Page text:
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USA: Analysis of the IRS Decision on Marriage Equality

Friday, August 30th, 2013

IRS_logoWe’ve got a couple follow-up stories this morning on the ramifications of the IRS decision to treat all legally married same-sex couples the same, regardless of where they live.

First off, from the Business Insider, a look at what the new rules will mean for the federal budget:

Over the long term, this decision will increase federal tax receipts by a little. But this year, the federal government may actually lose a little revenue. Some married couples face a “marriage penalty,” meaning they owe more taxes than if they were single, while others get a “marriage bonus.” But the penalty effect is more important. Back in 2004, the Congressional Budget Office estimated that gay marriage would mean about $700 million a year in added tax revenues. In practice, because of tax policy changes since 2004, the added revenues would likely be somewhat less. But one key component of today’s announcement is that the IRS will accept amended tax returns from gay couples going back as far as 2010. If you filed previous years’ taxes as single because the IRS didn’t recognize your marriage, you can go back and change old tax returns to say you’re married–but only if you want to.

And over at BuzzFeed, Chris Geidner is arguing that the IRS just made life difficult for states that don’t yet recognize marriage equality:

Jon Davidson, the legal director at Lambda Legal, said the decision is “going to make things more complicated for the states.” Before DOMA’s bar on federal recognition of same-sex couples’ marriages was struck down, married same-sex couples in states like Massachusetts had to file as unmarried at the federal level because “people were treated as married for state purposes but not federal ones,” he said. Now, he explained, the difficulties will be reversed — with same-sex couples being treated as married by the federal government but not by many state governments. The IRS’ decision is going to set up a series of questions around the country because more than half of the states ban same-sex couples’ marriages by their state’s constitution. At the same time, however, many states base their own tax filing system on federal filings. “I expect what will happen is that Ohio will say you have to file as single, and that they will do that based on the constitutional amendment,” Davidson said. Santa Clara University Law professor Patricia Cain agreed, telling BuzzFeed states like Ohio with such amendments will have to “change their state income tax reporting rules to unhook them from federal reporting.”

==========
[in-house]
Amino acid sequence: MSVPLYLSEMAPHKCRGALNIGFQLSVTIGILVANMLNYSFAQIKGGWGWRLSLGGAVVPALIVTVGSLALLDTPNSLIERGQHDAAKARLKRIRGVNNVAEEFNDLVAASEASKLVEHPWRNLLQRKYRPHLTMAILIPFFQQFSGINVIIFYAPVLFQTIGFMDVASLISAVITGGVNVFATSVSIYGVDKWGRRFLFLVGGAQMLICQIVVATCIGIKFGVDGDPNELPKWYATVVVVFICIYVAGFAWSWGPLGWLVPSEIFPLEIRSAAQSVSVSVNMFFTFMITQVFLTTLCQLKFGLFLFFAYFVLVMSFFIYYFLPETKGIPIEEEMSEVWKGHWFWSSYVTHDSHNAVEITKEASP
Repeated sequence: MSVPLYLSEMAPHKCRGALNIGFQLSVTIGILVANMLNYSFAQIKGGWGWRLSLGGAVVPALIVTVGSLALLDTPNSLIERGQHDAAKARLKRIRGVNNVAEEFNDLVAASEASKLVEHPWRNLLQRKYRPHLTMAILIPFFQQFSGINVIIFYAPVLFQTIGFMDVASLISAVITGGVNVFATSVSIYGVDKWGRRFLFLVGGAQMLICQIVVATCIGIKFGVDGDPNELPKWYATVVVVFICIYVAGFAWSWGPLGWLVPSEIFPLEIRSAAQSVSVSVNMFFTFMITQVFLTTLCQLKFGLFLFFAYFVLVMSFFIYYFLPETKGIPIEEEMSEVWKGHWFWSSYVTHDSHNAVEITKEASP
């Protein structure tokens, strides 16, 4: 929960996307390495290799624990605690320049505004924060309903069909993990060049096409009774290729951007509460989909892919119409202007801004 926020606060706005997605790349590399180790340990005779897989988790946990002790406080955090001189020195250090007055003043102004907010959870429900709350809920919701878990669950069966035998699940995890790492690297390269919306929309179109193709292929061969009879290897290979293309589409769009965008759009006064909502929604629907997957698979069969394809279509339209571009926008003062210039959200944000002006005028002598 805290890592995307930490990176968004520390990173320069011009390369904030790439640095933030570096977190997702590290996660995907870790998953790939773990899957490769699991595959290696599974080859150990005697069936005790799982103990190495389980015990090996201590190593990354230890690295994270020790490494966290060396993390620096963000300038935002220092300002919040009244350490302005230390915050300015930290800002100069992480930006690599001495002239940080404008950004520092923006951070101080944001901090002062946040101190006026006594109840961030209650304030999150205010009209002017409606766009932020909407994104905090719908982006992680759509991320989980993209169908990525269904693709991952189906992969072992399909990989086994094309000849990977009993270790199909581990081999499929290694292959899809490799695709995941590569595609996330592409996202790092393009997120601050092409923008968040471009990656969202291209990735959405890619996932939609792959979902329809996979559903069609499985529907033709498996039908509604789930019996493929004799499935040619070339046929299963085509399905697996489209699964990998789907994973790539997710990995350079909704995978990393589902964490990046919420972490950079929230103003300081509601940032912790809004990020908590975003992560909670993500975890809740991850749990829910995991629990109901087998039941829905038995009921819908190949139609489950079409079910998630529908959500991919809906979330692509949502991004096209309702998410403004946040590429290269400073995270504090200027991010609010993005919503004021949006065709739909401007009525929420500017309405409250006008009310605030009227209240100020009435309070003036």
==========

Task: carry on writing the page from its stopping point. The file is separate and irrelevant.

Again, this is just an amazing time to be alive. You can really feel the momentum building on our side – things are a changin’.

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USA: New Guidance on IRS, Treasury and Medicare Benefits for Same Sex Couples

Thursday, August 29th, 2013

USA MapThe IRS and US Treasury will recognize all legally married gay and lesbian couples, regardless of where they live. Edge Boston reports:

The Treasury Department and the Internal Revenue Service said Thursday that all same sex couples will be recognized for federal tax purposes, regardless of whether the state where they live recognizes the marriage, the New York Times reported today. “Today’s ruling provides certainty and clear, coherent tax-filing guidance for all legally married same-sex couples nationwide,” Treasury Secretary Jacob J. Lew said in a statement. “This ruling also assures legally married same-sex couples that they can move freely throughout the country knowing that their federal filing status will not change.”